In episode 11, Melissa and Jeni talk to author Raquel Miotto about celebrating wins in your writing.
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Or listen to the audio podcast here: EPISODE 11 Celebrating Wins in Your Writing.
Welcome to the Indie Chicks show! I’m Melissa Koberlein, an author and professor of publishing, and she’s Jeni Chappelle, a freelance novel editor.
Indie Chicks celebrates and supports independent women in publishing. We’re a place for writers at all stages of the publishing process. So, whether you’re on the traditional route to publication or self-publishing, you’ve come to the right place for advice.
On this episode:
We’re talking about how to pitch at conferences
End with an author tip of the week
This week we’re joined by Raquel Miotto. Raquel was born and raised in Brazil until she moved to the US for college. In 2011, she started writing a book for her stepchildren, who share her love for fantasy. She won a spot in the Revise & Resub contest in 2018 with her second manuscript, SUN OF THE NEW WORLD, a historical fantasy set in colonial Brazil. She loves to travel but now calls western North Carolina home.
Here's the Q&A
Raquel, you and Jeni met because of the Revise & Resub contest, where you won a full developmental edit from Jeni. What was your reaction to the announcement that you’d won? How did you celebrate?
I feel like I should mention I'm a former professional volleyball player from Brazil, and former student athlete in the US, so I really work hard and make sure I savor every win. I have poured my heart and soul into this ms, and when the winners were announced, I automatically jumped into OMG-I-won mode (*insert Bohemian Rhapsody hum here), then I-need-to-work-harder, and consecutively must-make-coach-proud mode. My brain was already thinking about all the things Jeni would want to change. I had a brief moment of panic when I thought that she might want to change too much. But she'd picked my ms over 99 others, if she had visions for it, the least I could do would be to listen and be open to her ideas. As for celebrations, I'm pretty sure it involved alcohol and an immediate brainstorming session.
When I started reading your story, I was drawn in by the beauty of your writing. I was floored when you told me you taught yourself to speak English. Can you talk a little about what it’s been like for you to write in your second language?
Whew, I think I'd have to go a few years back for this one. But it was certainly one of the most difficult things I've ever done. But what can I say, I might be slightly masochistic? I've always been a good story teller so when i left volleyball behind, I'd try writing. This was in 2012 and didn't go well at all. I stopped after a few chapters of Faeth, certain that if so many writers whose first language was in fact english couldn't make it, there was no way I would. But once my heart is set on something, forget it, I will make it happen. I reminded myself I wasn't born a volleyball player, and it had taken me 14 years of honing my skills to get to where I was. So I decided that at a minimum I'd finish the book. And I did. Then I revised it. Then I revised it again. Then I met a freelance editor who worked with me for very little money as I didn't have much, and I just absorbed every note he left on the ms. I learned everything I could from him, and by the time I sent him my next story, he said I wouldn't need him anymore. That's when I entered RevPit.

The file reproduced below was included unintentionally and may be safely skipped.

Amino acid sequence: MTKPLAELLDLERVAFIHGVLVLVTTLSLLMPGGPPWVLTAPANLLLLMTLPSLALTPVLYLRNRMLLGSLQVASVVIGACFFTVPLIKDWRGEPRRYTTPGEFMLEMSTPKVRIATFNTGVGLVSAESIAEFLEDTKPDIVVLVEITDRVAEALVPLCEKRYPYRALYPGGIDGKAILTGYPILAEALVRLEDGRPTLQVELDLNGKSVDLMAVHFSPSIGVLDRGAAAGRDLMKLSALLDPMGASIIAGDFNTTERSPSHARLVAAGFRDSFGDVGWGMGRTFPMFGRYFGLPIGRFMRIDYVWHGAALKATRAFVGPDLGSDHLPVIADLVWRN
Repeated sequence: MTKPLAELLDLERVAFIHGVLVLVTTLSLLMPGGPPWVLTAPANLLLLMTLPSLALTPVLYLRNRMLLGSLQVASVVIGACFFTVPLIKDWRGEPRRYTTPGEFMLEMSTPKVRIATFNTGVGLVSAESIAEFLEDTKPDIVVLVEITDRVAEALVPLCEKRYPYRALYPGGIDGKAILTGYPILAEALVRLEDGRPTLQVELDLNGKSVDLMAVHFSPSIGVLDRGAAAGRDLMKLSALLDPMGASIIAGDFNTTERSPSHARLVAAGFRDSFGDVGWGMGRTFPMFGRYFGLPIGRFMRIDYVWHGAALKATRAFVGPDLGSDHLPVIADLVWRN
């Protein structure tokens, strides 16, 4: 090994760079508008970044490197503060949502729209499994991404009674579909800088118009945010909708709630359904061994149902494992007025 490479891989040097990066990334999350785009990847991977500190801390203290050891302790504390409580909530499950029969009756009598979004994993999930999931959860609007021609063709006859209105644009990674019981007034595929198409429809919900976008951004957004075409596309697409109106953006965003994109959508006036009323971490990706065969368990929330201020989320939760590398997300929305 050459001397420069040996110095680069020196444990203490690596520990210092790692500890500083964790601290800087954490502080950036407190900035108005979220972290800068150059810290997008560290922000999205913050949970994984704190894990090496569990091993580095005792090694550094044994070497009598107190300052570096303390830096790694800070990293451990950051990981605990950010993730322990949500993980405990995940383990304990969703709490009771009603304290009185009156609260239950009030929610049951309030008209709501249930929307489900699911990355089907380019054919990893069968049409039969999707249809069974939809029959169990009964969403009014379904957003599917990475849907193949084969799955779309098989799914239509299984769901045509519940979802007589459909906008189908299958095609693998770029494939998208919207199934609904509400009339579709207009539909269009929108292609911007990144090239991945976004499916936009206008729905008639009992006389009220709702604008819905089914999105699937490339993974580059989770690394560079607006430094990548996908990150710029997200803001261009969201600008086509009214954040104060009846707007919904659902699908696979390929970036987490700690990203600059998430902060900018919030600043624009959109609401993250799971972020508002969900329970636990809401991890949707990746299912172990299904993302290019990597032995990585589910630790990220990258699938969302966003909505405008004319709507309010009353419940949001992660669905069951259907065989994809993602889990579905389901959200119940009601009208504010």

When you finished your revisions for the contest and saw your finished work in the showcase, were you exhausted? Excited?
When the #RevPit showcase went live, there was no holding back the tears of seeing my work out there, for people to see. The little fraction of what I saw filled my heart with so much love, I can't even imagine what it's like to get published. The support I've received from the writing community has made me love writing even more than before. I hope you all get to experience working with someone as sweet, knowledgeable, and hardworking as Jeni. I was extremely exhausted but I knew if I got an agent, it would mean more work, and if a got a book deal, even more work. I was ready.
You’re revising again now. Do you have any advice for other writers on how to cope with seemingly endless revisions?
Oh God! Uh... remodeling? :) Like I said, it all come down down to how much you really want something. The thing with revising is keeping the final goal in mind. Visualize it how it will be like when you're done. Feel the thrill of seeing you book in someone else's hands and work toward that goal. Talk to friends, get beta readers, read. Take a step back when it gets to be too much. Stop. Let it rest. For me, the longer I spend revising, is like my brain is zooming in the story, until I get so caught up on words, and sentence structure, I lose sight of the big picture. I wasn't joking when I said remodeling. Of course this works for me, it takes my mind out of the ms, but choose something else you're equally as passionate about and spend a few weeks working on that. Once your brain is ready to get back to the ms, you'll see it zoomed out, you'll be able to see the big picture again.
Tip of the week:
Celebrate every small accomplishment. It helps you see how far you've come instead of only how far you still have to go and can help insulate you mentally against rejection.
On our final podcast of season three, Jeni and I are talking with writer, Maria Tureaud. We will also have another Tip of the Week. And don’t forget where to find us! Find our podcast at indiechicks.net or follow us on Spotify or subscribe to Indie Chicks on iTunes. Please rate us! You can follow us on Twitter @Indie_Chicks or Facebook.com/TheIndieChicks. And now you can subscribe to our YouTube channel too!
So, remember, we’re all part of a publishing community, be kind and review your fellow authors’ books. Thanks for listening!
Indie Chicks out.